The Swiss Family Carlson Risks Their Lives!!

Our week after getting back from Dijon was just too quiet.  The weather had been beautiful.  We spent plenty of time out at the Schützenmattpark riding bikes and playing soccer, but this was our last spring break weekend!  We should do something fun!!  So why not go down to Langenbruck, Switzerland and hurl ourselves down a mountain and then go through an obstacle course 20+ feet in the air??

Hurling oneself down a mountain seems to be what they do here in Switzerland so perhaps this is a sign that we are assimilating nicely.

Getting there was relatively simple.  Just a tram ride, 2 train rides, and a bus to get to this place that was, literally, just on the side of the road.  All joking aside, it was only an hour away from Basel and the public transportation makes the journey very easy.

They call this thing a Solarbob.  It’s a bobsled type of slide run that is completely powered by solar energy.  (The extra energy produced feeds into the local grid.)

An old image from the Solarbob website.  What is missing is the ropes course that is over the parking lot.
An old image from the Solarbob website. What is missing is the ropes course that is over the parking lot.

At the bottom of the hill you get onto a good-sized plastic sled not unlike the sleds we used to use in the winter.  The only different is a handle between your knees that applies some kind of friction break to slow you down.  The sleds are fed through by conveyor belt and you hop on as it goes by.  Many people take their younger children on the sleds in front of them.  Kids about E’s age go by themselves.

IMG_1323The straight line up the middle is the pulley system that takes your little plastic cart to the top of the hill.  Then you are tipped over the edge and allowed to go at break-neck speeds down through the curves and turns to the bottom.

There are no helmets.  There is nothing to steer with and you only have that hand break to control your speed.  One of the few safety fences is held up by ski poles.  So, basically what I’m saying is that there is no way this would be allowed in this form in the U.S.

H, the 5yo, loved it!

IMG_1329There is a speed gun near the bottom of the run and you can see how fast you’re going.  We averaged between 30 and 40 kph.  Then at the very end there is a curtain made of heavy plastic strips nailed over an arch way to encourage you to slow and stop. If you don’t put your hand up these strips slap you in the face and leave your cheeks stinging.

E tried the Solarbob twice and had decide it wasn’t for him.  He was anxious and excited to try the ropes course, called the Seilpark, that was located just over and a bit north of the parking lot.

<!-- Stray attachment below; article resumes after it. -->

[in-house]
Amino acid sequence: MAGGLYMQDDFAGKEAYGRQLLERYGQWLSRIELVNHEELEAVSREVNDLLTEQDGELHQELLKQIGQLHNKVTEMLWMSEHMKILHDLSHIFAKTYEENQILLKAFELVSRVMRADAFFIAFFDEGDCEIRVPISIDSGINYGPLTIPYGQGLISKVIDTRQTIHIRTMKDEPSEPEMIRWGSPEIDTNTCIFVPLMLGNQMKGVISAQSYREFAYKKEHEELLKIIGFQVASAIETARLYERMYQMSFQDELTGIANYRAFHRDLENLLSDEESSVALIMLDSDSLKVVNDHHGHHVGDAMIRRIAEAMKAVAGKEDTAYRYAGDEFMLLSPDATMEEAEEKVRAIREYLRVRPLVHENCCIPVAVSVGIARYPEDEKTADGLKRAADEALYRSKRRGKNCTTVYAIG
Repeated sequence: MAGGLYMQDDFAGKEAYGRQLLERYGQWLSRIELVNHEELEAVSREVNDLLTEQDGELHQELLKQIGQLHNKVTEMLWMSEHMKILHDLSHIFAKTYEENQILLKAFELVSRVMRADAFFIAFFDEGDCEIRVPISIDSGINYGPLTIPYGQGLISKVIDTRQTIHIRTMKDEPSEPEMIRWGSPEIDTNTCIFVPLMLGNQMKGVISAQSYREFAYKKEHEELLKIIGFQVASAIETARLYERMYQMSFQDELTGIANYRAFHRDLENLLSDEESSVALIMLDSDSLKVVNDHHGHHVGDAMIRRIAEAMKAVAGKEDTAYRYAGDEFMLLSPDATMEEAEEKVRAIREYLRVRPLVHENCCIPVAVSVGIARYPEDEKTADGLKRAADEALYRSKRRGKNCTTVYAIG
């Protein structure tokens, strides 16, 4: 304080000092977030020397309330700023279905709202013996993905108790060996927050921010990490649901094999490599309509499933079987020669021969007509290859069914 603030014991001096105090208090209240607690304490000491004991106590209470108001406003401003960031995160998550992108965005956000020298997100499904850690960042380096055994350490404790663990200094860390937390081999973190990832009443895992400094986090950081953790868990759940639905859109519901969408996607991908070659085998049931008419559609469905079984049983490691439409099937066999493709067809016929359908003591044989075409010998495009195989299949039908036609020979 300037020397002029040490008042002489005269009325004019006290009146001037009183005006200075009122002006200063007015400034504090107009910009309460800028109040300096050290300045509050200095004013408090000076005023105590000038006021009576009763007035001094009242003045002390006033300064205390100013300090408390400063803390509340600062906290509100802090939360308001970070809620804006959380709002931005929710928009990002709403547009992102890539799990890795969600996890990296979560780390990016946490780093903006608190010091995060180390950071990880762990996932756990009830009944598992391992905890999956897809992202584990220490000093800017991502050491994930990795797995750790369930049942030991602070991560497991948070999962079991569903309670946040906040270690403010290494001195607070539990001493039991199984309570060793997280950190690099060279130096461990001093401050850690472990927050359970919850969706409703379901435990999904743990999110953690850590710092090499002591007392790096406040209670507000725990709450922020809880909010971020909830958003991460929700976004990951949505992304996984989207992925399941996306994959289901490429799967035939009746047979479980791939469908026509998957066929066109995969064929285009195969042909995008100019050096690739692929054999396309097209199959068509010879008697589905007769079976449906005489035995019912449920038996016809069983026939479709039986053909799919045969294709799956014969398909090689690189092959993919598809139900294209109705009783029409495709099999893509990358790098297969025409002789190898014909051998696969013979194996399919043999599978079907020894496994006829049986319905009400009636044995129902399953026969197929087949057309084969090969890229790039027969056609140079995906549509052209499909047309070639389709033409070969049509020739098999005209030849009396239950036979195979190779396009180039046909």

The heat had evidently addled my brains, because before I knew what I was doing I was putting on a harness and going up with him.   I must be out of my mind, I thought, because I am afraid of heights.


E was so excited.  He makes it look so easy, but believe me it was hard work!  It takes a lot of leg, arm, and core strength.  Not to mention the ability to watch where your feet are going without actually seeing the ground.

I was able to make it through one course round, but my knee started to give and cramp so I had to quit.  Mark took over where I left off, much to E’s glee.

They actually zip-lined!  I didn’t get a picture because I was using all my will to help him across and totally forgot I should be commemorating this event.

Langenbruch1 Langenbruch4E and Mark were a good 40 feet off the ground and were going to fly over a gravel parking lot to a platform on the other side.  E stood on the platform a long time thinking about how he was going to fling himself off a perfectly good structure.  You can see the platform he started from in the picture above.  The green net on the right-hand side leads up to that platform and the zip over to the white platform mid-way down you can barely make out on the left-hand side of the picture.

When I asked him later what he was thinking about he told me, “The cord was going to snap, I amgoing to whack myself into the platform and not grab on, I am going to puke  … basically I was going to die.”  To which H replied, gesticulating with hand palm up and clawed for emphasis, “But you did it and you conquered the fear in your heart.”

 One of the more fun obstacles on the course was riding the horse across the gap!

It is quite something to be on a ropes course.  You feel like you can do anything afterwards.  It’s a huge confidence builder and I think I might actually look for a climbing class or camp for E to attend for a bit this summer.  I don’t think I’ll be sending him up any mountains, but perhaps a boulder or two?

Just your friendly neighborhood Spiderman.

We were there for 4 hours.  E was on the course for over 2 of those hours.  H went down the Solarbob at least 12 times.  Exhausted, but happy we left and found ourselves just under an hour early for the bus.  There was an outdoor pub conveniently located by the bus stop, so Mark and I had a celebratory beer while the kids had some well-earned chips and juice.

We were definitely not alone at the park.  Tons of families – with children of all ages – were there.  It’s a small gem in an out-of-the-way place.  If you are in Switzerland and looking for something completely unusual to do I highly recommend the Solarbob and Seilpark in Langenbruck.

One response to “The Swiss Family Carlson Risks Their Lives!!”

  1. […] to reading anything he can get his hands on instead of sticking to less challenging books.  And, as you read previously, last week he took on his fear of heights and did the ropes course down in […]


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